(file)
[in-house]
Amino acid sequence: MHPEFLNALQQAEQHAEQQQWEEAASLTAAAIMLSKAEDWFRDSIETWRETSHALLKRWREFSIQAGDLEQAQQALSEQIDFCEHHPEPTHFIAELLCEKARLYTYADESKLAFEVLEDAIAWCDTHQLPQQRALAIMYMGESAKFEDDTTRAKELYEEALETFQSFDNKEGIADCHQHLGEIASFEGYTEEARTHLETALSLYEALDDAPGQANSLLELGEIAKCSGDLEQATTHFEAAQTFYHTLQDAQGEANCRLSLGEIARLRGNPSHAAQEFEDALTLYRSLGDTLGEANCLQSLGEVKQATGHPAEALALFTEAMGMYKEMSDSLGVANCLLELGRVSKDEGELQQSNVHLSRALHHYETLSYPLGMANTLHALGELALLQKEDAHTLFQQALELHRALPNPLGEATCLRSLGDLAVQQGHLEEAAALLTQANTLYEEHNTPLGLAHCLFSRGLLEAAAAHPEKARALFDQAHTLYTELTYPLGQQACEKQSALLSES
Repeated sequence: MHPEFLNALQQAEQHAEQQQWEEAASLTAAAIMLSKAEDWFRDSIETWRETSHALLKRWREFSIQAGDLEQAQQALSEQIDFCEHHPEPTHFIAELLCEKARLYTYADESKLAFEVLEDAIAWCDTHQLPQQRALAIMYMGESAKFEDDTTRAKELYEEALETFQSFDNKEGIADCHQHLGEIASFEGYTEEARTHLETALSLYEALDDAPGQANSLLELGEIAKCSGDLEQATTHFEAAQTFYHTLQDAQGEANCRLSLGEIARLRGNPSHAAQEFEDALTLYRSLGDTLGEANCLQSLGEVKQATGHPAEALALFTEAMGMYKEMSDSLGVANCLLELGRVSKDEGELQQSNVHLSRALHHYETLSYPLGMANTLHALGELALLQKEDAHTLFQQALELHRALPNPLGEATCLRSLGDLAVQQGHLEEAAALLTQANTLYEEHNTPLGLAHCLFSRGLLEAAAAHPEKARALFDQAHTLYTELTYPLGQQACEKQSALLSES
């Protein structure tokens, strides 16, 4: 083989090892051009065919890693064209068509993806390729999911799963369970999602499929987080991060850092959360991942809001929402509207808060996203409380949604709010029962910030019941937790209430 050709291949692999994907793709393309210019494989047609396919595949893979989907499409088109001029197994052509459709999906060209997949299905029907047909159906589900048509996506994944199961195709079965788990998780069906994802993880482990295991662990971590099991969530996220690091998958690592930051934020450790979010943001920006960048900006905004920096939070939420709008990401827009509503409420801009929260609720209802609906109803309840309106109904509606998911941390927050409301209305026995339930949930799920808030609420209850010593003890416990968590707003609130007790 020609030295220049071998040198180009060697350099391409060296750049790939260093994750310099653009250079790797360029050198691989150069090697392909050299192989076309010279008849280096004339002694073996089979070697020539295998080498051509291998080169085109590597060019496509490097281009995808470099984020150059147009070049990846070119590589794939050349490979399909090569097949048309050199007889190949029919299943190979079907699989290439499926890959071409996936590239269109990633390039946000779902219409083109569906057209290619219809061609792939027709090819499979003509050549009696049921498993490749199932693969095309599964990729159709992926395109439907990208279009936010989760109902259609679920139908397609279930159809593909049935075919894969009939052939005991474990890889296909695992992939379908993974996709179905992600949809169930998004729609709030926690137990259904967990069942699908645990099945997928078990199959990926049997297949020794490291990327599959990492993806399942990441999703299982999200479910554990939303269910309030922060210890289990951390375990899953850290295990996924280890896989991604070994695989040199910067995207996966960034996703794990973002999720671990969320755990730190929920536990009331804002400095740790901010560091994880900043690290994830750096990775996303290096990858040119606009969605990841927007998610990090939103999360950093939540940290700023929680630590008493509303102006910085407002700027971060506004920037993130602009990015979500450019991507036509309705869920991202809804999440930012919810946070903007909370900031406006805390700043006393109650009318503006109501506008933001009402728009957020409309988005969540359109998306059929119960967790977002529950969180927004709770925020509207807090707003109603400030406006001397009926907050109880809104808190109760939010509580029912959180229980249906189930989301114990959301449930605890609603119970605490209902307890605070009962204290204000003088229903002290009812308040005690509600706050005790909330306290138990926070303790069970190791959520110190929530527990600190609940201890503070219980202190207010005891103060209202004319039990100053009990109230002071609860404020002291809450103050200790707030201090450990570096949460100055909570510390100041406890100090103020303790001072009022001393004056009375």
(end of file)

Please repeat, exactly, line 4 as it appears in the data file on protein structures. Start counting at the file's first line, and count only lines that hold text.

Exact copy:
């Protein structure tokens, strides 16, 4: 083989090892051009065919890693064209068509993806390729999911799963369970999602499929987080991060850092959360991942809001929402509207808060996203409380949604709010029962910030019941937790209430 050709291949692999994907793709393309210019494989047609396919595949893979989907499409088109001029197994052509459709999906060209997949299905029907047909159906589900048509996506994944199961195709079965788990998780069906994802993880482990295991662990971590099991969530996220690091998958690592930051934020450790979010943001920006960048900006905004920096939070939420709008990401827009509503409420801009929260609720209802609906109803309840309106109904509606998911941390927050409301209305026995339930949930799920808030609420209850010593003890416990968590707003609130007790 020609030295220049071998040198180009060697350099391409060296750049790939260093994750310099653009250079790797360029050198691989150069090697392909050299192989076309010279008849280096004339002694073996089979070697020539295998080498051509291998080169085109590597060019496509490097281009995808470099984020150059147009070049990846070119590589794939050349490979399909090569097949048309050199007889190949029919299943190979079907699989290439499926890959071409996936590239269109990633390039946000779902219409083109569906057209290619219809061609792939027709090819499979003509050549009696049921498993490749199932693969095309599964990729159709992926395109439907990208279009936010989760109902259609679920139908397609279930159809593909049935075919894969009939052939005991474990890889296909695992992939379908993974996709179905992600949809169930998004729609709030926690137990259904967990069942699908645990099945997928078990199959990926049997297949020794490291990327599959990492993806399942990441999703299982999200479910554990939303269910309030922060210890289990951390375990899953850290295990996924280890896989991604070994695989040199910067995207996966960034996703794990973002999720671990969320755990730190929920536990009331804002400095740790901010560091994880900043690290994830750096990775996303290096990858040119606009969605990841927007998610990090939103999360950093939540940290700023929680630590008493509303102006910085407002700027971060506004920037993130602009990015979500450019991507036509309705869920991202809804999440930012919810946070903007909370900031406006805390700043006393109650009318503006109501506008933001009402728009957020409309988005969540359109998306059929119960967790977002529950969180927004709770925020509207807090707003109603400030406006001397009926907050109880809104808190109760939010509580029912959180229980249906189930989301114990959301449930605890609603119970605490209902307890605070009962204290204000003088229903002290009812308040005690509600706050005790909330306290138990926070303790069970190791959520110190929530527990600190609940201890503070219980202190207010005891103060209202004319039990100053009990109230002071609860404020002291809450103050200790707030201090450990570096949460100055909570510390100041406890100090103020303790001072009022001393004056009375």